"The majority of horror and sci-fi films were not badly made," director John Landis says about the monster movies of the fifties and sixties. "They are not badly written, badly acted, or badly made--until the monster shows up. And then it's some guy in a stupid suit. The monsters are stupid and the plot is smart. That changed in the seventies when the plots became stupid and the monster smart."

"[Tobe] Hooper and [Kim] Henkel . . . met every night at Hooper's house and talked over ideas. They watched the original Frankenstein together as well as Night of the Living Dead. Hooper, building on the loves of his childhood, immediately thought of a dreamlike tale about the supernatural. `We referred to the way we put together as "nightmare syntax,"' Henkel said. Hooper liked this idea, but also wanted the movie [The Texas Chain Saw Massacre] to be funny, in a dark satiric way, a twisted spin on ordinary life. He had recently seen A Clockwork Orange and was drawn to the comic incongruity of the moral ugliness on-screen being played to the music of Beethoven and Singin' in the Rain. The beautiful, thought Hooper, can often be found in the horrible. He wanted the movie to be about how easy it is to shut off your conscience when stuck in extreme circumstances."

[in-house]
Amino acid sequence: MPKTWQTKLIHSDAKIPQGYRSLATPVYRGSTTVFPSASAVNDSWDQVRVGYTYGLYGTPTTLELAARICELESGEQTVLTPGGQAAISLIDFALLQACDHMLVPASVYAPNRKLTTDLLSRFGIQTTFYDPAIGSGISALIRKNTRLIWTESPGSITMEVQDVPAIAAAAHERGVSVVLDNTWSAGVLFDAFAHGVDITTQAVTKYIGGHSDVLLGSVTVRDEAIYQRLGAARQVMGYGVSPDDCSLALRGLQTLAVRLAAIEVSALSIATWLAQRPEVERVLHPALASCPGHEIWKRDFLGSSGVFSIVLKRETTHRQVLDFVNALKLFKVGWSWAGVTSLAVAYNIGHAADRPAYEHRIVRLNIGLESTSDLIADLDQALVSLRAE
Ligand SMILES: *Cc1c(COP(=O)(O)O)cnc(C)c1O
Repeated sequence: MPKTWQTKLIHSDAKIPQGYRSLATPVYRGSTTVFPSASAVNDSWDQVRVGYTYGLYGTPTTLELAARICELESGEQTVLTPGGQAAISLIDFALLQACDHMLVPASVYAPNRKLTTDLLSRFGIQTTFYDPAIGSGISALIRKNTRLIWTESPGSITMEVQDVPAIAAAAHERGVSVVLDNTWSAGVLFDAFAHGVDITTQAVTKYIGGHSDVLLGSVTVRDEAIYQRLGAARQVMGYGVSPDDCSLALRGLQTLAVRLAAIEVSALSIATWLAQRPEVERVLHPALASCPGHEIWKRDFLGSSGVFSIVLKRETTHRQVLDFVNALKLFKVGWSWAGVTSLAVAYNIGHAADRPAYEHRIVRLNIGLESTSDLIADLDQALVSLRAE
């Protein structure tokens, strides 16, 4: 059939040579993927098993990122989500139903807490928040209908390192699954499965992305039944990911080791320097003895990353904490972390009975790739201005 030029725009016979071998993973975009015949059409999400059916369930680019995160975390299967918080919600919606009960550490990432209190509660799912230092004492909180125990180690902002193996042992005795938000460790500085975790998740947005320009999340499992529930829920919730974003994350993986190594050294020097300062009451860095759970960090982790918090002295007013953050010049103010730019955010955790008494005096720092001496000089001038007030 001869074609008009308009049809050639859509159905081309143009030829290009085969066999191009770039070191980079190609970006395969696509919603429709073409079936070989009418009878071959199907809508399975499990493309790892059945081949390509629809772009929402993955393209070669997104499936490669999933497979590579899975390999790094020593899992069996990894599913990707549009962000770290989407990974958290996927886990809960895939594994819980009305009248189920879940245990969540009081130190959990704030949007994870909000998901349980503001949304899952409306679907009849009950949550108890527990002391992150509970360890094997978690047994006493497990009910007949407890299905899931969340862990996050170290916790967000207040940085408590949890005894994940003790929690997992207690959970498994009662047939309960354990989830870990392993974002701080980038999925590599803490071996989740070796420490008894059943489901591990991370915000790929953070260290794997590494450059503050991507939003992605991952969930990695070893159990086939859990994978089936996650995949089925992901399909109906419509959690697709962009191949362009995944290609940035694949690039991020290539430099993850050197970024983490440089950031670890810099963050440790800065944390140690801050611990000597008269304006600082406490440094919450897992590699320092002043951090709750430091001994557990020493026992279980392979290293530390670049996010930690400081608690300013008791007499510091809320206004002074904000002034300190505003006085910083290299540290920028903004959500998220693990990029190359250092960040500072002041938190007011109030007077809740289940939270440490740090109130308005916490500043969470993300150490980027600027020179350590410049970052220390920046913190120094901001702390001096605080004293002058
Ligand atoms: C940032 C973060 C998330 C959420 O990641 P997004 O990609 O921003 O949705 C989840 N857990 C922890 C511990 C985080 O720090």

"Most of the time Hooper's point of view remains neutral. Before heading into the house for the first kill by Leatherface, the roaming camera sets up behind a blond girl on a swing. As she stands up and walks toward the house, it stays at a distance, showing us neither her perspective nor that of the killer inside the house. The insect-eye shot emphasizes the scale of the rickety two-floor building. We follow this victim, but at a distance. We are not getting assaulted here. With his camerawork, Hooper argues that the most frightening thing is to see terrible violence happen and know that there is nothing you can do about it. . . . Hooper puts you in the position of complete, mystifying helplessness."

"[Walter] Hill revered Howard Hawks and subscribed to one of his principles: `Have three good scenes and the rest of the time don't offend anyone.'" He liked the one scene in Alien's script when "an alien incubated in a person and then exploded out."